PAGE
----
Huntington celebrates first quarter and SBA honors
Huntington Bancshares has reported a “very solid first quarter,” and Michigan played no small part in that, according to the Columbus, Ohio-based bank’s regional president in Grand Rapids, Jim Dunlap.
“We made over 126 million dollars, and that’s up 3 percent from the previous quarter,” said Dunlap, adding that it equates to “14 cents a share. The analysts were expecting 12.”
Net income in the first quarter last year was $39.7 million, or one cent per common share.
Driving the numbers was the provision for credit losses, which declined more than $37 million, or 43 percent, from the 2010 fourth quarter.
Comparing the first quarter to the fourth quarter of 2010:
- There was a 6 percent, or $38 million, decline in fully-taxable equivalent revenue, reflecting a $30.5 million decline in mortgage banking income.
- 3.42 percent net interest margin, up 5 basis points.
- 3 percent annualized growth in average total loans.
- 3 percent annualized growth in average total core deposits.
- 18 percent decline in nonaccrual loans.
- 185 percent allowance for credit losses coverage of nonaccrual loans, up from 166 percent.
- 0.96 percent return on average assets, up from 0.90.
- 12.7 percent return on average tangible common shareholders’ equity.
- 9.75 percent Tier 1 common risk-based capital.
- 7.81 percent tangible common equity ratio, up from 7.56 percent.
“The core business” — loans and deposits — “is growing very nicely,” said Dunlap.
He noted that the federal Small Business Administration recently announced that Huntington was Michigan’s SBA Lender of the Year 2010 and ranks third nationally in terms of number and size of SBA loans it made in 2010.
Dunlap said Huntington’s SBA loans “outpaced some very sizeable competitors for two consecutive years.” Huntington has a total of $53 billion in assets and is primarily active in Ohio, Michigan, Pennsylvania, Indiana, West Virginia and Kentucky.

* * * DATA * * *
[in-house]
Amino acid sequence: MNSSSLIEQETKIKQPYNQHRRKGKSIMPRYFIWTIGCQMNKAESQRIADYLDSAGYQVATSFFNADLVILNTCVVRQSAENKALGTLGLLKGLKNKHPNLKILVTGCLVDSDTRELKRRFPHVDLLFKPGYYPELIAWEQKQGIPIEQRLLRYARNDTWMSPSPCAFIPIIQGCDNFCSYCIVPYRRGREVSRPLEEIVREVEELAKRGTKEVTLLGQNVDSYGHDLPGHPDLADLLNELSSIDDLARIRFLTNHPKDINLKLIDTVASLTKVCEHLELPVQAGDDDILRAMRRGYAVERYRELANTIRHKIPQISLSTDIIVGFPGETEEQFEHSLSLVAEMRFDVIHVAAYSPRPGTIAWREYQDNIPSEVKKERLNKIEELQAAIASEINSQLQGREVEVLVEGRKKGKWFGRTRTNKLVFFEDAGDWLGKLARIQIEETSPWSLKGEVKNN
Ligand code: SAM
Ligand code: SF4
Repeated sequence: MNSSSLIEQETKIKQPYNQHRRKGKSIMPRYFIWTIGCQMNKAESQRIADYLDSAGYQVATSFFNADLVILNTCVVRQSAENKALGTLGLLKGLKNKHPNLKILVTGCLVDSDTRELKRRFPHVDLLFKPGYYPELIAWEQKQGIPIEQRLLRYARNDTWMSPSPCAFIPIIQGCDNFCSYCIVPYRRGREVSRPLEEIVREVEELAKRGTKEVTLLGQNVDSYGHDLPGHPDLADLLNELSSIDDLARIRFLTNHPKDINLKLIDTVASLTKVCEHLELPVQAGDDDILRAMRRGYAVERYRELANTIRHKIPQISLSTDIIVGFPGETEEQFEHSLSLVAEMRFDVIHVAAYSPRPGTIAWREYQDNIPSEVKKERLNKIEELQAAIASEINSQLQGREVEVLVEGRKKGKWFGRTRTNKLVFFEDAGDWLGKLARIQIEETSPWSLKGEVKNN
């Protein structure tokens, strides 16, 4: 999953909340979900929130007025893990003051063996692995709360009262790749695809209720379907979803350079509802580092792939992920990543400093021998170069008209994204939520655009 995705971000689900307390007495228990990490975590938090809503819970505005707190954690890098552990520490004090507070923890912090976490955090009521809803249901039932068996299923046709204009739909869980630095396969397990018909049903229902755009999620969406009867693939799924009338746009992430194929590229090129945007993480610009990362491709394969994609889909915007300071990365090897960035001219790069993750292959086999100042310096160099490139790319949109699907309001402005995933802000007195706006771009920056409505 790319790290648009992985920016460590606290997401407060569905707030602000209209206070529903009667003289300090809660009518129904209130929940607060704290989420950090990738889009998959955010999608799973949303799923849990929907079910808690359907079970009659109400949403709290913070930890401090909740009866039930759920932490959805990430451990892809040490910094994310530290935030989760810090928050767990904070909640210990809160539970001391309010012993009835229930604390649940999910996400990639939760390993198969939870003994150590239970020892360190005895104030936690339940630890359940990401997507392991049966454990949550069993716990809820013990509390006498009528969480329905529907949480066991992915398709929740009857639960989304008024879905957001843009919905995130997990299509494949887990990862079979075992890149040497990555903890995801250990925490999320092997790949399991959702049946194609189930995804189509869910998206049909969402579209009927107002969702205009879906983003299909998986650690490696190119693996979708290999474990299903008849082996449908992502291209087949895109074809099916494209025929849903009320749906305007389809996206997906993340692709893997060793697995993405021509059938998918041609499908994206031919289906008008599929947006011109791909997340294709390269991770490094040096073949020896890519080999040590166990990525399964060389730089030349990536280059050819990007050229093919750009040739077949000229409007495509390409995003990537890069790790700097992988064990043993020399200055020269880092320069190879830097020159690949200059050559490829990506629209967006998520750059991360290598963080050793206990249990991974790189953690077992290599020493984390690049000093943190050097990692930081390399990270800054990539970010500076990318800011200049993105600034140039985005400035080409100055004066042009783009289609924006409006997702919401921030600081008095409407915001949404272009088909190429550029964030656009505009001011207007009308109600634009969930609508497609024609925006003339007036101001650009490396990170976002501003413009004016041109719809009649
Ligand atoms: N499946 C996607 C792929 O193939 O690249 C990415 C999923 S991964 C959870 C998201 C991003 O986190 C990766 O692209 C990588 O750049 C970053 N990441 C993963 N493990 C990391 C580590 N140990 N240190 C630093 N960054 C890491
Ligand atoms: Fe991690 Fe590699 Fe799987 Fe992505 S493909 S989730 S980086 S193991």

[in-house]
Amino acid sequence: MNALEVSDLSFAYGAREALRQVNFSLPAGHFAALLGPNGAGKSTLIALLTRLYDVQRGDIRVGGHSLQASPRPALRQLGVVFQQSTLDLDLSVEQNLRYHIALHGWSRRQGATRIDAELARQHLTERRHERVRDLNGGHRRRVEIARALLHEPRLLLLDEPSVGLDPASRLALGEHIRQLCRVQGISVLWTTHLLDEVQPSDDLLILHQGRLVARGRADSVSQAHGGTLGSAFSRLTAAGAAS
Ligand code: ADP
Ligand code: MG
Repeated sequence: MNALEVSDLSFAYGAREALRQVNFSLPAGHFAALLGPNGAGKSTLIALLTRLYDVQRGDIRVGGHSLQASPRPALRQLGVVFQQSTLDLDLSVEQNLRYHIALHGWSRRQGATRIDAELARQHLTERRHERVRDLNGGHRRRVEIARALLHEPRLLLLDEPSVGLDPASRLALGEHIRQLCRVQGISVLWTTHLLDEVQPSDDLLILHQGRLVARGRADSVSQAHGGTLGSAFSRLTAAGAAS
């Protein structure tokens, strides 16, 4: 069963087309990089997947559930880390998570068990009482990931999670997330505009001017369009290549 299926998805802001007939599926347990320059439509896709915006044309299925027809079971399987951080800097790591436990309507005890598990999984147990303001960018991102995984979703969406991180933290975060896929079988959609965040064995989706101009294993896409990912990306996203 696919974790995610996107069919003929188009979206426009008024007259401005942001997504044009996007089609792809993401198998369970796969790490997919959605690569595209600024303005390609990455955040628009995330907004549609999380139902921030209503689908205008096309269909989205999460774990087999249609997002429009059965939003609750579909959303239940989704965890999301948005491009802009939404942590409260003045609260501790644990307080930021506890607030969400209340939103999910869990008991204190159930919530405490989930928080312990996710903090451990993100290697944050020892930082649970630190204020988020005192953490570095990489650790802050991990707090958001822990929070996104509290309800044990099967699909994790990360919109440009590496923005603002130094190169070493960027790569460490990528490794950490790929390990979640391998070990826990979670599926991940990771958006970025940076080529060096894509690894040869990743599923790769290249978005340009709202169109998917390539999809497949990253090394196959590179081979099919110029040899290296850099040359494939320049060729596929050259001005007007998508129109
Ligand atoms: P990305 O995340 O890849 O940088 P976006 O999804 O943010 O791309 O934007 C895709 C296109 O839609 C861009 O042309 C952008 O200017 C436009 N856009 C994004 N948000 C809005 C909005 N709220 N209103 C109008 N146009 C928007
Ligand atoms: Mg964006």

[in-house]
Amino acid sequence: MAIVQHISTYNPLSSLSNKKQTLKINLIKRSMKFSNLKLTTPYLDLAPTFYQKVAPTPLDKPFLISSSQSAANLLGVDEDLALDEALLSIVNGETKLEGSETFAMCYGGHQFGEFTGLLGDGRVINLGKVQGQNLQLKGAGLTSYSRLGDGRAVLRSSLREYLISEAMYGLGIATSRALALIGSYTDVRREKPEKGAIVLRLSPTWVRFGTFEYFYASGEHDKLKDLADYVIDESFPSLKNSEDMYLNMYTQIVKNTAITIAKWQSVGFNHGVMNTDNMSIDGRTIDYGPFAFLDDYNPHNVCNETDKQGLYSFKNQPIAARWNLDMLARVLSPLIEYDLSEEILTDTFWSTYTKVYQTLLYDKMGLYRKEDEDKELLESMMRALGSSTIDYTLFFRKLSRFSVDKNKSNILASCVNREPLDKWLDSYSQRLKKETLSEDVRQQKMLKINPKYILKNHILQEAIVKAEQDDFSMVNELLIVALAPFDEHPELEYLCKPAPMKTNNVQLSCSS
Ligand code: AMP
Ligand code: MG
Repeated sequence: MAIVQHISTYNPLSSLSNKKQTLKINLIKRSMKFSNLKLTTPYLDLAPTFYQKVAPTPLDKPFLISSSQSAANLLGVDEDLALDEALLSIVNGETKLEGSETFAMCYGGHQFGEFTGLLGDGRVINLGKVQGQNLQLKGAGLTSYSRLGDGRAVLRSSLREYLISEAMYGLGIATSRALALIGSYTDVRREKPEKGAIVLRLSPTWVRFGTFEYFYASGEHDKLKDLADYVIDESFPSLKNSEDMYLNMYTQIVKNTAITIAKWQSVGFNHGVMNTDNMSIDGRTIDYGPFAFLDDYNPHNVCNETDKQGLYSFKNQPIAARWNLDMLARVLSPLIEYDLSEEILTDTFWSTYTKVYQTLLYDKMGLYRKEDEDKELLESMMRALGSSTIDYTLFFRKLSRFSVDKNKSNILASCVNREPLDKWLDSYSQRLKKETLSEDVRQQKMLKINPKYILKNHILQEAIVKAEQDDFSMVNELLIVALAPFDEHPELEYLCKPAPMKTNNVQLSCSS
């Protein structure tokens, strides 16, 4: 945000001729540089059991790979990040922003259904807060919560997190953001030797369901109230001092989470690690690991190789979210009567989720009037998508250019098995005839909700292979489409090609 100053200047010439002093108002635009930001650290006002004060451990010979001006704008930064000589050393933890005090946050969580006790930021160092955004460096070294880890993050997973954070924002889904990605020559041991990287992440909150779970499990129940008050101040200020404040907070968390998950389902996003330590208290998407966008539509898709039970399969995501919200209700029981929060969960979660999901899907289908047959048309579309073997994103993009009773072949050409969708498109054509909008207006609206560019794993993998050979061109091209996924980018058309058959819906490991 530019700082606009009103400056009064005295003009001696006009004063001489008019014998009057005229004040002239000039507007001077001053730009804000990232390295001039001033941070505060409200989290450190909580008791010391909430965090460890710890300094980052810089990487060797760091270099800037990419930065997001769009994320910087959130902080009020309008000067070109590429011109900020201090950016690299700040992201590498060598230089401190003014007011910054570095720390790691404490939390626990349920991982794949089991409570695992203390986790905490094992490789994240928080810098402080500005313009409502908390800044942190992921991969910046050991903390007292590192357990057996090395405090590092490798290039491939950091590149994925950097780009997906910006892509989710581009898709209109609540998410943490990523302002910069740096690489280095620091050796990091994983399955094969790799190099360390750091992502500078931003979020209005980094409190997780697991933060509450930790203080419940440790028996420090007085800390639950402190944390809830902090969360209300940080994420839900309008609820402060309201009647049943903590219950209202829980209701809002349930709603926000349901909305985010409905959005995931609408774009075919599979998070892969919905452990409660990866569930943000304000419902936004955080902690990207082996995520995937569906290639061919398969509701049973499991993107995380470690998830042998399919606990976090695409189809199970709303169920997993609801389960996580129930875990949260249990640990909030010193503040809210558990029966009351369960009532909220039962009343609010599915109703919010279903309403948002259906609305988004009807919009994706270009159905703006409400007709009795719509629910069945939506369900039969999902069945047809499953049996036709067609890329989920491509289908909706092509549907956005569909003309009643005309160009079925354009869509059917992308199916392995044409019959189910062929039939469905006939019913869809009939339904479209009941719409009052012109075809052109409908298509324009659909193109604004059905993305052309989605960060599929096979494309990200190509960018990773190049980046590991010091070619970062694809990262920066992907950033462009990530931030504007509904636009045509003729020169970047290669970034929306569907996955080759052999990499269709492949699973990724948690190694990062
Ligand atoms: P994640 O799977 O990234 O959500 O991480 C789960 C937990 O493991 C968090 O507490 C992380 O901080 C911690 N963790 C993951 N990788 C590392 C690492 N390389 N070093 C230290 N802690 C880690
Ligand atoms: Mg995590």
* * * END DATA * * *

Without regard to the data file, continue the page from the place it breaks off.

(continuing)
Dunlap said Huntington “saw solid long growth” in both of its Michigan divisions, the east side and the west side of the state. The bank’s growth on the west side was “very high single digits,” he said, but it was “medium double-digits in the east side of the state.”
The bank’s loan portfolio tripled in eastern Michigan, he added. That portfolio always has been much larger on the west side of the state, he said, “but at that pace, they will very quickly catch up to our size here.”
Dunlap said the average increase in manufacturing jobs nationally now is about 1.5 percent. “Michigan grew 6.1 percent, year over year, in manufacturing jobs. I don’t know why that isn’t more widely celebrated, but that’s where we are making loans,” said Dunlap.
Michigan’s manufacturing businesses, from the small companies on up to the major suppliers to the auto industry “are doing really well, compared to the national” measurements in job growth, said Dunlap.
Dunlap said Huntington has “changed our approach” to analyzing loan applications from businesses in Michigan. Where the traditional loan underwriter looks at the last three years of performance, Huntington looks at “much more current periods, the two quarters that were most recent.”
“Our middle market commercial loans grew by 11 percent” last year, he said.
Dunlap said the bank is lending going into the economic recovery “versus waiting for the recovery” and then making loans “after it is obvious to everyone (the recovery) has taken place.”
“We are bullish on Michigan. I’ve already made a lot of investments” in more Huntington employees in the state, said Dunlap.
He said he is also looking for additional ways to invest in Michigan to support its new political and financial leadership. “We have a great degree of confidence that this state is on the right track now and, in that regard, you will see me make additional announcements … on additional investments that I’m interested in making,” he said.
He indicated those announcements would be coming a month to six weeks from now.